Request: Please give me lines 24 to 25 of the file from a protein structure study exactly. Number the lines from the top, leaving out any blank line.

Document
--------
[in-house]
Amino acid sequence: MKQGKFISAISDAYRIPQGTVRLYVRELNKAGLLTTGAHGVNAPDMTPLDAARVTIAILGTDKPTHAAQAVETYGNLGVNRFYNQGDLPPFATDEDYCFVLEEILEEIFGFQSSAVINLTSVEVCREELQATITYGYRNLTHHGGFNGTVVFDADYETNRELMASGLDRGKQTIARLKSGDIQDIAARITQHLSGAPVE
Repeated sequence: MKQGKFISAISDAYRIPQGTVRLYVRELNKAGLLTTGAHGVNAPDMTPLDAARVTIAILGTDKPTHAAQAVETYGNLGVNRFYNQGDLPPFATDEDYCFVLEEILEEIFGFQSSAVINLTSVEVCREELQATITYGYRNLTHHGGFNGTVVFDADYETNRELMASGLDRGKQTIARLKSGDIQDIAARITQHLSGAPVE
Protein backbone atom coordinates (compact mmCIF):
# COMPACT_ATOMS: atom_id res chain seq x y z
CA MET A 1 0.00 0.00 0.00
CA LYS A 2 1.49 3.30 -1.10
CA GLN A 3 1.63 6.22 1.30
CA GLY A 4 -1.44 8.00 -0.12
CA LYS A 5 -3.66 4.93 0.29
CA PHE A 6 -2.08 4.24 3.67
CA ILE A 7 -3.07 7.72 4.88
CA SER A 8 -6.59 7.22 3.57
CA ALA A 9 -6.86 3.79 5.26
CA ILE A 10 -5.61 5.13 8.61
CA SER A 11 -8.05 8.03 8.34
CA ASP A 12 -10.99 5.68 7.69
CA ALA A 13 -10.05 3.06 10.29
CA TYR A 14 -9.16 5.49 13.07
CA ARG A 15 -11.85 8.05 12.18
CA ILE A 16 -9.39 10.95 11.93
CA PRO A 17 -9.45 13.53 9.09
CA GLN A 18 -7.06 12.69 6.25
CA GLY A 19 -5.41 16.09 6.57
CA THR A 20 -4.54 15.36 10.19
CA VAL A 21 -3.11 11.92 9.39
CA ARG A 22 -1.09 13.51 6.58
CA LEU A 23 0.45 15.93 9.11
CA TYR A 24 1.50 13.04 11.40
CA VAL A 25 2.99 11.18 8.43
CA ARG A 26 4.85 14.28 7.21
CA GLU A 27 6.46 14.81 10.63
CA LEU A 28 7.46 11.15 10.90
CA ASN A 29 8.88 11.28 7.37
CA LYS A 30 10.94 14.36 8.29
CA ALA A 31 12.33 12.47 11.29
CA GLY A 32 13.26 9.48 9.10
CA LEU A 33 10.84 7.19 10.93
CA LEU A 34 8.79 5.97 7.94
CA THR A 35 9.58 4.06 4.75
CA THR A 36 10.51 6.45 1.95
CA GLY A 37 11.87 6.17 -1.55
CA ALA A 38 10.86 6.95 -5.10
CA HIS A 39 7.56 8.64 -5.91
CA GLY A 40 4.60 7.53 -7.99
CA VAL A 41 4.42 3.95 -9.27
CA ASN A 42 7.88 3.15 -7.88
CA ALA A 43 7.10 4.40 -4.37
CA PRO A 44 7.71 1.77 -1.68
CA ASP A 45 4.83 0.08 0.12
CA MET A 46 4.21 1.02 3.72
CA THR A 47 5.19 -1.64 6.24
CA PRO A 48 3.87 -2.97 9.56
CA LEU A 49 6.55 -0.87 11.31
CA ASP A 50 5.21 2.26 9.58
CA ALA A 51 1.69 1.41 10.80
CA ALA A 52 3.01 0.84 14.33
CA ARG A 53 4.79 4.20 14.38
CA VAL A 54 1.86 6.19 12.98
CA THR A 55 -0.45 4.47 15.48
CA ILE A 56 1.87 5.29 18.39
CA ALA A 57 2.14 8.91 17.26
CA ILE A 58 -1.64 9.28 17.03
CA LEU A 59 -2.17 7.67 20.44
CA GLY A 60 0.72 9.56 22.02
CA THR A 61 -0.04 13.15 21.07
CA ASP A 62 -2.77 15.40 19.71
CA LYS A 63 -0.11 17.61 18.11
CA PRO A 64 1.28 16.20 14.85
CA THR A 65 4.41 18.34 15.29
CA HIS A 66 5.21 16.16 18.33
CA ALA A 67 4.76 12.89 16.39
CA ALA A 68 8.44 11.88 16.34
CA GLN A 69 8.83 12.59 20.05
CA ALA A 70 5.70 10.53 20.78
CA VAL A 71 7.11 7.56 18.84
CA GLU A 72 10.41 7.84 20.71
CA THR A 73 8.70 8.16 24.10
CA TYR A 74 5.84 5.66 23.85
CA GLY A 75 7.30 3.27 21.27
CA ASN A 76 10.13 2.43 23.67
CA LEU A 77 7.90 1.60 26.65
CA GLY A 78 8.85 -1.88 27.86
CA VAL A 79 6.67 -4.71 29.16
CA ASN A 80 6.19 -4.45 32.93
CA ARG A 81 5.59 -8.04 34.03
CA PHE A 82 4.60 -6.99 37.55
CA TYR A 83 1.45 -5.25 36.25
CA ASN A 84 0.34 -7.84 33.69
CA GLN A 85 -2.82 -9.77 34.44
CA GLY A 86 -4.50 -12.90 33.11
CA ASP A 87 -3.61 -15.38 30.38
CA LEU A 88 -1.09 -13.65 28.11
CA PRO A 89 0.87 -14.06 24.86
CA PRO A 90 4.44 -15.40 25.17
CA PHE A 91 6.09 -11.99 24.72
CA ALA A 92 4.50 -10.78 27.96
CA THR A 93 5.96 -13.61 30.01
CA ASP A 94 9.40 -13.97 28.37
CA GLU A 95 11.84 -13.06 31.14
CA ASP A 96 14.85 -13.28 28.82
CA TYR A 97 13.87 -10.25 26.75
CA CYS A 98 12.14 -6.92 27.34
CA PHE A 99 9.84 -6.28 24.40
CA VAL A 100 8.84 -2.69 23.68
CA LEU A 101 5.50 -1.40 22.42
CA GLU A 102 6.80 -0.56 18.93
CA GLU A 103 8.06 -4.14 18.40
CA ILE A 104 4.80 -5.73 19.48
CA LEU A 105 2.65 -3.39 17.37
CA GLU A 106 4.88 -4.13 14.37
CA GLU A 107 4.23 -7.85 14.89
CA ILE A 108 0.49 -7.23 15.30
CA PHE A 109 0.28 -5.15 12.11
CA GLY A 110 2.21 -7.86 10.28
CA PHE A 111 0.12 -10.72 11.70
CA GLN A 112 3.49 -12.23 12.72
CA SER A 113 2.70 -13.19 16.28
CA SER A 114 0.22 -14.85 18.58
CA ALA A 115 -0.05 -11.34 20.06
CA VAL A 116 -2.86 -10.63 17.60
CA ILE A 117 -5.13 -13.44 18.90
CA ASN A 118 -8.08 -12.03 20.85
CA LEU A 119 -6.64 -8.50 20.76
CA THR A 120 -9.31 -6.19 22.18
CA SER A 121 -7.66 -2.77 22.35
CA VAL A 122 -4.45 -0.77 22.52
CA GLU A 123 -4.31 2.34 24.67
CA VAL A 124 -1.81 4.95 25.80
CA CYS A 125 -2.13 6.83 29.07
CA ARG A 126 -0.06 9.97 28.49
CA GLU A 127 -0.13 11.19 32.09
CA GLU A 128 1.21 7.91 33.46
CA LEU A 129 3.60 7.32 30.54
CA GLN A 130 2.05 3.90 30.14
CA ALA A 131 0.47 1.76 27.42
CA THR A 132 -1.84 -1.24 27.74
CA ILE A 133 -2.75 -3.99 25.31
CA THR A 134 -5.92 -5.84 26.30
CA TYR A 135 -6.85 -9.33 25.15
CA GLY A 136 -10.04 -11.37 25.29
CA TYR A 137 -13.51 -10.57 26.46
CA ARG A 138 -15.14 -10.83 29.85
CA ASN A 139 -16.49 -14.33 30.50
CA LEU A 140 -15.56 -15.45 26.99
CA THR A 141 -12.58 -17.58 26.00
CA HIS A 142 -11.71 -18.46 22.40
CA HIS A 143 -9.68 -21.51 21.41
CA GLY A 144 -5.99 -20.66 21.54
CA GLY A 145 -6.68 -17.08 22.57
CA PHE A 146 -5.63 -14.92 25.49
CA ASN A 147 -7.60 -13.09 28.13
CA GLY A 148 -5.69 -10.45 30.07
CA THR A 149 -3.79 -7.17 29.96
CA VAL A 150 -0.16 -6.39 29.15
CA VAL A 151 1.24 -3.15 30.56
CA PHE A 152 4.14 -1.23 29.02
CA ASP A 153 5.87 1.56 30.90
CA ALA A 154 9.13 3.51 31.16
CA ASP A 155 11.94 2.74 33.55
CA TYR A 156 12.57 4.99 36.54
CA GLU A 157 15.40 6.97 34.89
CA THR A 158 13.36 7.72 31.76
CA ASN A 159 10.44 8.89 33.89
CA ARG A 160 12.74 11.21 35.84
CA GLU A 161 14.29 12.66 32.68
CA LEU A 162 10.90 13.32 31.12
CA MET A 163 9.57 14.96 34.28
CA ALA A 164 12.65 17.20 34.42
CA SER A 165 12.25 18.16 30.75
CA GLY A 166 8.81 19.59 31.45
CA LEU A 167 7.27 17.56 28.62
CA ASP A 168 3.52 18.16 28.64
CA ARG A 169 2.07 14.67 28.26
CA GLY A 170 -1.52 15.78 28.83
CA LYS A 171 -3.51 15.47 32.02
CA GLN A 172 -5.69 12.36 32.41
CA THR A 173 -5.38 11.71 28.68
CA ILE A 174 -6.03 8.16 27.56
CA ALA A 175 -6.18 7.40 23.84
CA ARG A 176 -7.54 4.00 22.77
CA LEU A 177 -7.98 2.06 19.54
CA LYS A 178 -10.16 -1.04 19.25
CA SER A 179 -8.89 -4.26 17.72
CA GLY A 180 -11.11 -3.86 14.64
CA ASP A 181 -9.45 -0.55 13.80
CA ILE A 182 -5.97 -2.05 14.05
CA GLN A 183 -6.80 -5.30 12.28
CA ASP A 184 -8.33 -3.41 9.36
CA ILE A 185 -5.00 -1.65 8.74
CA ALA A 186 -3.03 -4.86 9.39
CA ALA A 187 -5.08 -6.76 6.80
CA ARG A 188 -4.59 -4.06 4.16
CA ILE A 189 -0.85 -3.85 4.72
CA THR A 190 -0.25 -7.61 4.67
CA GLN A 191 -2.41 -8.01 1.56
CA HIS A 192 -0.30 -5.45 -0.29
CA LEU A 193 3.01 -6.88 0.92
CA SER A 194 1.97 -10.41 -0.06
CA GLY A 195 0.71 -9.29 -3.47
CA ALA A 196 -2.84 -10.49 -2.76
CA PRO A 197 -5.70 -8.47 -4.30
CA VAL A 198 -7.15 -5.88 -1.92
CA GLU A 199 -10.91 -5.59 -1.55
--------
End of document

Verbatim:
CA GLY A 19 -5.41 16.09 6.57
CA THR A 20 -4.54 15.36 10.19